Algorithm::LCS - Fast (XS) implementation of the Longest Common Subsequence (LCS) Algorithm
use Algorithm::LCS; $alg = Algorithm::LCS->new; @lcs = $alg->LCS(\@a,\@b); $cb = $alg->callback(@b); # closure @lcs = $cb->(\@a); # same result as prior LCS() call
Algorithm::LCS reimplements Algorithm::Diff's core loop in XS, and provides a simple OO interface to it.
Extract from the Algorithm::Diff v1.15 manpage:
The algorithm is that described in I<A Fast Algorithm for Computing Longest Common Subsequences>, CACM, vol.20, no.5, pp.350-353, May 1977, with a few minor improvements to improve the speed.
Creates a new object which maintains internal storage areas for the LCS computation. Use one of these per concurrent LCS() call.
Send @lines to a hashref containing elements of the form
value => [(increasing) list of matching indices]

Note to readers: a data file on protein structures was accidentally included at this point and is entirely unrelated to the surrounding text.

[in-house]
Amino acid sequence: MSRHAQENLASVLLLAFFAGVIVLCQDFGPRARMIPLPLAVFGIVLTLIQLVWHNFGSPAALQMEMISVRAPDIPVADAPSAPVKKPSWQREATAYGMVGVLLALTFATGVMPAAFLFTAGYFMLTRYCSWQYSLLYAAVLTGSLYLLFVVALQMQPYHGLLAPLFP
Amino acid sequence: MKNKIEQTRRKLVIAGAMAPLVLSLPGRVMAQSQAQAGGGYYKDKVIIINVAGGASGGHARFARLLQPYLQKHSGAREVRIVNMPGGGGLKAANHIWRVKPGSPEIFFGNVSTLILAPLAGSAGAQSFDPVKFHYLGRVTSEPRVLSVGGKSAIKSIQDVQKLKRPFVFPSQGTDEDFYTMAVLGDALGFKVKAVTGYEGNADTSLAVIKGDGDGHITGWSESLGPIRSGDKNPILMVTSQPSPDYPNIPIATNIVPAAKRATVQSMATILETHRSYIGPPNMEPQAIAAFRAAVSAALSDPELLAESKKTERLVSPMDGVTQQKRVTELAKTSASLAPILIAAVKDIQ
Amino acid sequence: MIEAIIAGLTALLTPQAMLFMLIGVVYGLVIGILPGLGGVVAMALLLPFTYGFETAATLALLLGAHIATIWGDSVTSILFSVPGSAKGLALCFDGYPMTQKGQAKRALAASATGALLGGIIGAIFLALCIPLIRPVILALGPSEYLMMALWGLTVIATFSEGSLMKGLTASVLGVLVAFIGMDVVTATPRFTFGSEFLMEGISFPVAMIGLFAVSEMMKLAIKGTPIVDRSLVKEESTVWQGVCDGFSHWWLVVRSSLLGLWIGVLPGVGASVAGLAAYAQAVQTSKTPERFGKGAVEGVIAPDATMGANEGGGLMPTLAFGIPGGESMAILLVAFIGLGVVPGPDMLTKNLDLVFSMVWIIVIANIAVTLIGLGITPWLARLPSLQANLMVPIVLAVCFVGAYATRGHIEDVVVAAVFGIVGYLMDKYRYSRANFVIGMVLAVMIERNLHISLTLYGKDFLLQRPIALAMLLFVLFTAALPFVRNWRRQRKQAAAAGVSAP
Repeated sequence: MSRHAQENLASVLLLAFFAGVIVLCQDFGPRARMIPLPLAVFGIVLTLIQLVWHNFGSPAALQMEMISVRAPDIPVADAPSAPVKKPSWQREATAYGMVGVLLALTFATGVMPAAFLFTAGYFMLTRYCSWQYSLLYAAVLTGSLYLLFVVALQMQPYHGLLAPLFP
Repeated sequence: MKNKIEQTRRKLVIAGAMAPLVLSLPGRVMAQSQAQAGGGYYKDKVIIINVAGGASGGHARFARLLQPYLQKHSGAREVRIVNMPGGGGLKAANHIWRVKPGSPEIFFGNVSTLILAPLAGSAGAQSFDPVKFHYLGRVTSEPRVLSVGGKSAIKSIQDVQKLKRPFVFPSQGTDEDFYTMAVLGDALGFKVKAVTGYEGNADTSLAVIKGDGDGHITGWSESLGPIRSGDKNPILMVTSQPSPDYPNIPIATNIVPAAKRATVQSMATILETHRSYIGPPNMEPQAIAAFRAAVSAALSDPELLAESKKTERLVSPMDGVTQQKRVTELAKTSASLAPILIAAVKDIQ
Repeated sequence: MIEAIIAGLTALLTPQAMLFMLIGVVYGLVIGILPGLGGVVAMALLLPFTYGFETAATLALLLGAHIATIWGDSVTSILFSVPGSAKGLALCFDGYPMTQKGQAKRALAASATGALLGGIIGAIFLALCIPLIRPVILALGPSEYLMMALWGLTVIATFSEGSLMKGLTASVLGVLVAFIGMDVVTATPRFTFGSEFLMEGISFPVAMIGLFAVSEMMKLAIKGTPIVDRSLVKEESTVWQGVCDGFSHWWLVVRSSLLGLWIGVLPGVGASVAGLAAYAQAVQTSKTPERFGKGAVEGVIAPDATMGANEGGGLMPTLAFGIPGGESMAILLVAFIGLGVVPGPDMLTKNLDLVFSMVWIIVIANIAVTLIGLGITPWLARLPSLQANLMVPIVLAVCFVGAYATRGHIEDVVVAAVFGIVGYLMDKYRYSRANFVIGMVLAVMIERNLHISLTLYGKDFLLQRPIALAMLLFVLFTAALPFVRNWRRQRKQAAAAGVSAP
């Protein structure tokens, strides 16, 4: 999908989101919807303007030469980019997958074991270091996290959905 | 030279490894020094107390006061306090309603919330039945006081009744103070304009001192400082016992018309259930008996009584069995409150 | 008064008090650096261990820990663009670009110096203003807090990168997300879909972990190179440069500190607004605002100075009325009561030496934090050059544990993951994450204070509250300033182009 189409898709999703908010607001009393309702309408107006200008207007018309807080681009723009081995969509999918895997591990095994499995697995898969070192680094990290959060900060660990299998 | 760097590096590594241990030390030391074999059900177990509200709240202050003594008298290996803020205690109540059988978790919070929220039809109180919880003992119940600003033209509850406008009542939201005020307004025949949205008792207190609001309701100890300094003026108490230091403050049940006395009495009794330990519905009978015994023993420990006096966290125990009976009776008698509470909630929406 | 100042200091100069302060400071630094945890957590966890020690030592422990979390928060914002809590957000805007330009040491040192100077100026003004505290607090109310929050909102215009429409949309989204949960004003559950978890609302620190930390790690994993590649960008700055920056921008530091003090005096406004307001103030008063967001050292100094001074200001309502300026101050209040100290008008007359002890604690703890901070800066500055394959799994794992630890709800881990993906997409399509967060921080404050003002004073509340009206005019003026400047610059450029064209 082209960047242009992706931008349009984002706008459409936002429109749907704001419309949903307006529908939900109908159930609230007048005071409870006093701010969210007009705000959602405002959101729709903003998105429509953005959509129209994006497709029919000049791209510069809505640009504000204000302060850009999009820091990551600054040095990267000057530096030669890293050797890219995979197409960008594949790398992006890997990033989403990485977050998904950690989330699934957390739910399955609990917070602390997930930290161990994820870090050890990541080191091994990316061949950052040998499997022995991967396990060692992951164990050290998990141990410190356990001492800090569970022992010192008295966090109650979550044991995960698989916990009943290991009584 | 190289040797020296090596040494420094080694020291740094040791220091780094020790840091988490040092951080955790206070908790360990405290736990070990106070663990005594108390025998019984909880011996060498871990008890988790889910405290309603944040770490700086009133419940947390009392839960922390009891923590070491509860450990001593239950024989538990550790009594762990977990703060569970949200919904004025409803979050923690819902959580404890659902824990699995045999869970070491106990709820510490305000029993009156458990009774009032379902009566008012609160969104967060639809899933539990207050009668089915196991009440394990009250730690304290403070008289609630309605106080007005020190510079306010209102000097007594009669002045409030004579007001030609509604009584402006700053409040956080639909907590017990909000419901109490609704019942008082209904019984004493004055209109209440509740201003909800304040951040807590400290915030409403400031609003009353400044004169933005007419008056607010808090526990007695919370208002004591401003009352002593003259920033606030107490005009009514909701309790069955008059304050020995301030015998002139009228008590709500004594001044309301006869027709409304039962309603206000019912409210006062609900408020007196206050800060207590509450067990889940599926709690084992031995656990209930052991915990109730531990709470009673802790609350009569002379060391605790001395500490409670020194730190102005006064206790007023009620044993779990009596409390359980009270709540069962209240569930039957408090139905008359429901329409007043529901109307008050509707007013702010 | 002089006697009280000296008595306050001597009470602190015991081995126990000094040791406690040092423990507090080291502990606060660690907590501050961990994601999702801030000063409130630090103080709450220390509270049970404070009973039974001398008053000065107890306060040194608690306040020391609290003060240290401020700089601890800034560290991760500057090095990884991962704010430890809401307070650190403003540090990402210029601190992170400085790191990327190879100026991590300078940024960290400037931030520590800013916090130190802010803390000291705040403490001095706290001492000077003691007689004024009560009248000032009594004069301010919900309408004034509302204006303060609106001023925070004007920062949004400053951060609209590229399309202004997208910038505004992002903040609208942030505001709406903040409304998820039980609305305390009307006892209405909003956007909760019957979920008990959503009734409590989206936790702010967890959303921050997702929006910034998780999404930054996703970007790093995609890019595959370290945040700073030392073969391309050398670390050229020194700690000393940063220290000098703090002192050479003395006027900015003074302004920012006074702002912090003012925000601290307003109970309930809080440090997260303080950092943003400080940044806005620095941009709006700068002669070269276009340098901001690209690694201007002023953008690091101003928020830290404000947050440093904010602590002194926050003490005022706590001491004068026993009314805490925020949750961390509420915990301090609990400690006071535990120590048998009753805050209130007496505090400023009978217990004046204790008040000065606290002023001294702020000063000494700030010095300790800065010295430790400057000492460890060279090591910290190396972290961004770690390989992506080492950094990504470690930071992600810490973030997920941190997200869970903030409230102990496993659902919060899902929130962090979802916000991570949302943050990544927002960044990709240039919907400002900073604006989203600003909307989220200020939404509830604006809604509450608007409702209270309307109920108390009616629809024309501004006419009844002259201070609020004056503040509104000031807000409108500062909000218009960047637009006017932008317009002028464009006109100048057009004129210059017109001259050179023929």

Generates a closure capturing the object and line_map hash for @lines. Most useful when computing multiple LCSs against a single file.
Finds a Longest Common Subsequence, taking two arrayrefs as method arguments. In scalar context the return value is the length of the subsequence. In list context it yields a list of corresponding indices, which are represented by 2-element array refs. See the Algorithm::Diff manpage for more details.
None by design.
Joe Schaefer, <firstname.lastname@example.org>
Copyright 2003 by Joe Schaefer
This library is free software; you can redistribute it and/or modify it under the same terms as Perl itself.